Trucking with authority, take two: Another run at independence for owner-operator Matthew Karr

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Updated Jun 17, 2023


"Strike when the market's cold" -- you could consider it a maxim on small business for Overdrive May Trucker of the Month Matthew Karr, coming off an excellent profit year hauling fuel leased to Quality Transportation out of Halltown, Missouri: 

Howes logoOverdrive Radio sponsor Howes wants to hear from you. If you've used Howes' fuel treatments, lubricants or other products through the years, send me an an email or leave a voicemail with your story on the podcast message line. Leave your name and address and we'll get a prize pack with Howes' Diesel Defender treatment and Multipurpose penetrating oil to your doorstep: 615-852-8530.For this edition of Overdrive Radio, Karr details his decision-making around timing his move back to trucking with his own authority. With freight markets cooled relative to the last couple of years, now's an ideal time, he feels, to go back out on his own to do things entirely his way, keeping a past small-fleet failure high in his mind. During the height of the COVID market, when Karr sold most of his small fleet equipment at a premium and went back to leasing, a friend was "wanting to buy a truck" and get in on the spot freight boom, "when the market was stupid," Karr said in our profile of his business two weeks back. -- stupid high, that is, for equipment.

Overdrive Radio logoSubscribe to the podcast on your listening platform of choice for early access to the weekly Overdrive Radio series -- it drops typically every Friday to the feed and follows here at OverdriveOnline.com and in Overdrive's Youtube and Facebook feeds the following week. You can subscribe via Apple and Google podcasts, Spotify, Stitcher, most anywhere you listen."Luckily, he listened to me" and didn't do it, said Karr. "I said, 'Robert, I've been through these ups and downs and swings for 25 years. If you want to buy a truck and you want to get started [as an owner-operator] do it when times are bad.' Now, things have slowed down a little bit, interest rates are going up. ... If you can make it in slow times, you will really flourish" when business cycles turn upward. Karr's banking on the wisdom in the maxim with his new venture, working direct with fuel wholesalers. Hear much more in the podcast about Karr's history of ups and downs and his recent success, including views from his wife, Koren, who nominated the owner in Overdrive's Trucker of the Year award program for 2023:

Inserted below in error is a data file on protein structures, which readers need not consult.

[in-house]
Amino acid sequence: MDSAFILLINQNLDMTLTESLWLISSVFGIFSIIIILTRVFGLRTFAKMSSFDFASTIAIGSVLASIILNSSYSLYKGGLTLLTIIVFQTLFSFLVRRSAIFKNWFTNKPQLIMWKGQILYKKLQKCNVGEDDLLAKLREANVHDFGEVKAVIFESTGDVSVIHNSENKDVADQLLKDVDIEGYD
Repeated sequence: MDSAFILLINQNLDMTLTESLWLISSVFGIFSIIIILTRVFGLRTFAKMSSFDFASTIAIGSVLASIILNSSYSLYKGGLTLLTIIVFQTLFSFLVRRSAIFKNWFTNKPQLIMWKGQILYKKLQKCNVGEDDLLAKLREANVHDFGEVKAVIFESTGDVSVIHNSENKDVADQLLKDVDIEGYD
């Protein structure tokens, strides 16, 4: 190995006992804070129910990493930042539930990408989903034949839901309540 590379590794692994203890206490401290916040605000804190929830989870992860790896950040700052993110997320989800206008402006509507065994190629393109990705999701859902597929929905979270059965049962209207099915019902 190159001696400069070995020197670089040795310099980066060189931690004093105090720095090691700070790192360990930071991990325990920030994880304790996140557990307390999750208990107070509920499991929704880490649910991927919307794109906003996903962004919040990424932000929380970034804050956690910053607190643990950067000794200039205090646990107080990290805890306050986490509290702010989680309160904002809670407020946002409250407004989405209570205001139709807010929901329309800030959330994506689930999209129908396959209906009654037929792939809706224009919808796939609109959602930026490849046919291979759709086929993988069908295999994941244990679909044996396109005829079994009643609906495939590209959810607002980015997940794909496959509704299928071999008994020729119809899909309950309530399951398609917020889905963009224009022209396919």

Overdrive's 2023 Trucker of the Year logoNominations for Overdrive's 2023 Trucker of the Year award remain open via the form at this link. Owner-operators leased or with authority with up to three trucks through the end of 2022 are eligible.

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[Related: Squeeze is on: Frugality only goes so far after getting used to $4/mile freight, but Jay Hosty's staying choosy]

Transcript

Mathew Karr: Well, I was a little shocked. I don't feel like I deserve any of that. I mean, I'm just doing what I do, knowing what I've done for the last 25 years.

Todd Dills: A few words of modesty from our May Trucker of the Month, owner-operator Matthew Karr, there at the top. He was nominated in Overdrive's Trucker of the Year competition for 2023 by his wife Koren Karr, who surprised him with the nomination. The reason I asked him for his reaction to it. To my memory, all of our nominees have as yet this year come with the knowledge of the owner-operator involved when the nomination came from someone other than that owner, as it were. Owner-operator Karr is well deserving, no doubt. Coming off a banner year of pulling a fuel tanker in various areas of the country, least quality transportation out a Halltown, Missouri. I'm Todd Dills, and for this edition of Overdrive Radio for Friday, June 9th 2023, and dropping at the world famous OverdriveOnline.com this coming Monday. We're walking through Karr’s quarter-century trucking with him, in his own words.

It's a story full of the highs and lows you can expect from most of our lives and Karr's case, early mistakes delivered real value and learning experiences that continue to serve a healthy respect for the difficulty with his small business ownership. This year, the fuel hauler setting out on his second voyage towards successful authority. Still in his very early stages, though he is much better prepared this time around than he was the last. In launching in a time like the present, he's banking on the wisdom and a maxim he shared with others about trucking as an owner operator.